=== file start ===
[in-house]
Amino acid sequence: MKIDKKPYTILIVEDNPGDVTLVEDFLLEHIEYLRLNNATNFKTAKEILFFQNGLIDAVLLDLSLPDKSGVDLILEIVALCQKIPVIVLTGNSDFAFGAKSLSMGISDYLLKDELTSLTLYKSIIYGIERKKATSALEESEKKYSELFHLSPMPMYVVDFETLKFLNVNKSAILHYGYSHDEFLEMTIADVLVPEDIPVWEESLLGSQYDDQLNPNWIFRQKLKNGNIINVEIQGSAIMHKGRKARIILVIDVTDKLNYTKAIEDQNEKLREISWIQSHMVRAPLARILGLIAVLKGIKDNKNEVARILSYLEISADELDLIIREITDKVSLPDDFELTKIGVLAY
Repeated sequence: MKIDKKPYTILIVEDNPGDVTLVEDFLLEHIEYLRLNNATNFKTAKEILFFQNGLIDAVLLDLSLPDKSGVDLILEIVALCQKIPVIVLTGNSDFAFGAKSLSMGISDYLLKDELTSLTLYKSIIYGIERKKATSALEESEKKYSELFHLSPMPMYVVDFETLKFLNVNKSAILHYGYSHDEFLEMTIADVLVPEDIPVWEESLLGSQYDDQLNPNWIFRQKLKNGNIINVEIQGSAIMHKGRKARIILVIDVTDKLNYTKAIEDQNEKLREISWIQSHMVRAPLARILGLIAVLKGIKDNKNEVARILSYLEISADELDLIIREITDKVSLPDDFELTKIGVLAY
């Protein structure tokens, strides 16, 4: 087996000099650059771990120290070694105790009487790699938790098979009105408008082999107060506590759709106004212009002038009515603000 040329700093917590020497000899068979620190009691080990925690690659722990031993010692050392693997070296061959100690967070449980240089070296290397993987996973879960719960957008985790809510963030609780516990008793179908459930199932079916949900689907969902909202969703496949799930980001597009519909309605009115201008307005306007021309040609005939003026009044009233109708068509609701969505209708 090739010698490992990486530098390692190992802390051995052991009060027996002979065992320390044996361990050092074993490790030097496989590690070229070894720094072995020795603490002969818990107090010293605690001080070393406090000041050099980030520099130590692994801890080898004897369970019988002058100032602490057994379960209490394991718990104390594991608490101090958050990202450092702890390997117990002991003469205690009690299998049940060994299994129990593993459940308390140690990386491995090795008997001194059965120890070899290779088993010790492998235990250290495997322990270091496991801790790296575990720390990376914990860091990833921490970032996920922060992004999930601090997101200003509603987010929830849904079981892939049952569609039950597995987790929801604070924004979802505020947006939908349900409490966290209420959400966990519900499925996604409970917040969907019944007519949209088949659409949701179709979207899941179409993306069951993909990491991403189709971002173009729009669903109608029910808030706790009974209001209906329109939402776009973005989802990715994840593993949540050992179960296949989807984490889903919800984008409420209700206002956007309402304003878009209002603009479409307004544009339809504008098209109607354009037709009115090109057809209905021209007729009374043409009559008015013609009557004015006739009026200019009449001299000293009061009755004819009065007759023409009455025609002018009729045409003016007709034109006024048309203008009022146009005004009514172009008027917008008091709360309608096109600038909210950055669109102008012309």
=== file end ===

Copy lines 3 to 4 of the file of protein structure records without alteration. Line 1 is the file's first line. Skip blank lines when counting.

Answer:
Repeated sequence: MKIDKKPYTILIVEDNPGDVTLVEDFLLEHIEYLRLNNATNFKTAKEILFFQNGLIDAVLLDLSLPDKSGVDLILEIVALCQKIPVIVLTGNSDFAFGAKSLSMGISDYLLKDELTSLTLYKSIIYGIERKKATSALEESEKKYSELFHLSPMPMYVVDFETLKFLNVNKSAILHYGYSHDEFLEMTIADVLVPEDIPVWEESLLGSQYDDQLNPNWIFRQKLKNGNIINVEIQGSAIMHKGRKARIILVIDVTDKLNYTKAIEDQNEKLREISWIQSHMVRAPLARILGLIAVLKGIKDNKNEVARILSYLEISADELDLIIREITDKVSLPDDFELTKIGVLAY
């Protein structure tokens, strides 16, 4: 087996000099650059771990120290070694105790009487790699938790098979009105408008082999107060506590759709106004212009002038009515603000 040329700093917590020497000899068979620190009691080990925690690659722990031993010692050392693997070296061959100690967070449980240089070296290397993987996973879960719960957008985790809510963030609780516990008793179908459930199932079916949900689907969902909202969703496949799930980001597009519909309605009115201008307005306007021309040609005939003026009044009233109708068509609701969505209708 090739010698490992990486530098390692190992802390051995052991009060027996002979065992320390044996361990050092074993490790030097496989590690070229070894720094072995020795603490002969818990107090010293605690001080070393406090000041050099980030520099130590692994801890080898004897369970019988002058100032602490057994379960209490394991718990104390594991608490101090958050990202450092702890390997117990002991003469205690009690299998049940060994299994129990593993459940308390140690990386491995090795008997001194059965120890070899290779088993010790492998235990250290495997322990270091496991801790790296575990720390990376914990860091990833921490970032996920922060992004999930601090997101200003509603987010929830849904079981892939049952569609039950597995987790929801604070924004979802505020947006939908349900409490966290209420959400966990519900499925996604409970917040969907019944007519949209088949659409949701179709979207899941179409993306069951993909990491991403189709971002173009729009669903109608029910808030706790009974209001209906329109939402776009973005989802990715994840593993949540050992179960296949989807984490889903919800984008409420209700206002956007309402304003878009209002603009479409307004544009339809504008098209109607354009037709009115090109057809209905021209007729009374043409009559008015013609009557004015006739009026200019009449001299000293009061009755004819009065007759023409009455025609002018009729045409003016007709034109006024048309203008009022146009005004009514172009008027917008008091709360309608096109600038909210950055669109102008012309």